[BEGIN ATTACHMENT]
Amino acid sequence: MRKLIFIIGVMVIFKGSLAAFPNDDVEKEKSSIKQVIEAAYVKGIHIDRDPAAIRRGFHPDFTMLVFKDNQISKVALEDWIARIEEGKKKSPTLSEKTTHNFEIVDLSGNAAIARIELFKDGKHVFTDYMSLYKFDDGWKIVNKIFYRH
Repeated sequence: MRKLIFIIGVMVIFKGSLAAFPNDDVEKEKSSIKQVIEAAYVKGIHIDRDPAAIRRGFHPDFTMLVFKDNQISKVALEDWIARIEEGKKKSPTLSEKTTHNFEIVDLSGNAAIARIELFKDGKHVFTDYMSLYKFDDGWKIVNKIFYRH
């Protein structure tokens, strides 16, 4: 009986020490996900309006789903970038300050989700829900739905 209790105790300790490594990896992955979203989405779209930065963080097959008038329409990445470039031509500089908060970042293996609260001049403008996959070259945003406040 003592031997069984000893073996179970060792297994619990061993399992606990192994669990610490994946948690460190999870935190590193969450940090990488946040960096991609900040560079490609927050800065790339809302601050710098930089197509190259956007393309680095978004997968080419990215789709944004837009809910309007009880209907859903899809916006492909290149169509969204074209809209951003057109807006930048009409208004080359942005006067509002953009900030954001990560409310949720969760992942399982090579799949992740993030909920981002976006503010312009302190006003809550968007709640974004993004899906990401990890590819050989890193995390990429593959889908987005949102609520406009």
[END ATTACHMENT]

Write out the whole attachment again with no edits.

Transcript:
Amino acid sequence: MRKLIFIIGVMVIFKGSLAAFPNDDVEKEKSSIKQVIEAAYVKGIHIDRDPAAIRRGFHPDFTMLVFKDNQISKVALEDWIARIEEGKKKSPTLSEKTTHNFEIVDLSGNAAIARIELFKDGKHVFTDYMSLYKFDDGWKIVNKIFYRH
Repeated sequence: MRKLIFIIGVMVIFKGSLAAFPNDDVEKEKSSIKQVIEAAYVKGIHIDRDPAAIRRGFHPDFTMLVFKDNQISKVALEDWIARIEEGKKKSPTLSEKTTHNFEIVDLSGNAAIARIELFKDGKHVFTDYMSLYKFDDGWKIVNKIFYRH
């Protein structure tokens, strides 16, 4: 009986020490996900309006789903970038300050989700829900739905 209790105790300790490594990896992955979203989405779209930065963080097959008038329409990445470039031509500089908060970042293996609260001049403008996959070259945003406040 003592031997069984000893073996179970060792297994619990061993399992606990192994669990610490994946948690460190999870935190590193969450940090990488946040960096991609900040560079490609927050800065790339809302601050710098930089197509190259956007393309680095978004997968080419990215789709944004837009809910309007009880209907859903899809916006492909290149169509969204074209809209951003057109807006930048009409208004080359942005006067509002953009900030954001990560409310949720969760992942399982090579799949992740993030909920981002976006503010312009302190006003809550968007709640974004993004899906990401990890590819050989890193995390990429593959889908987005949102609520406009």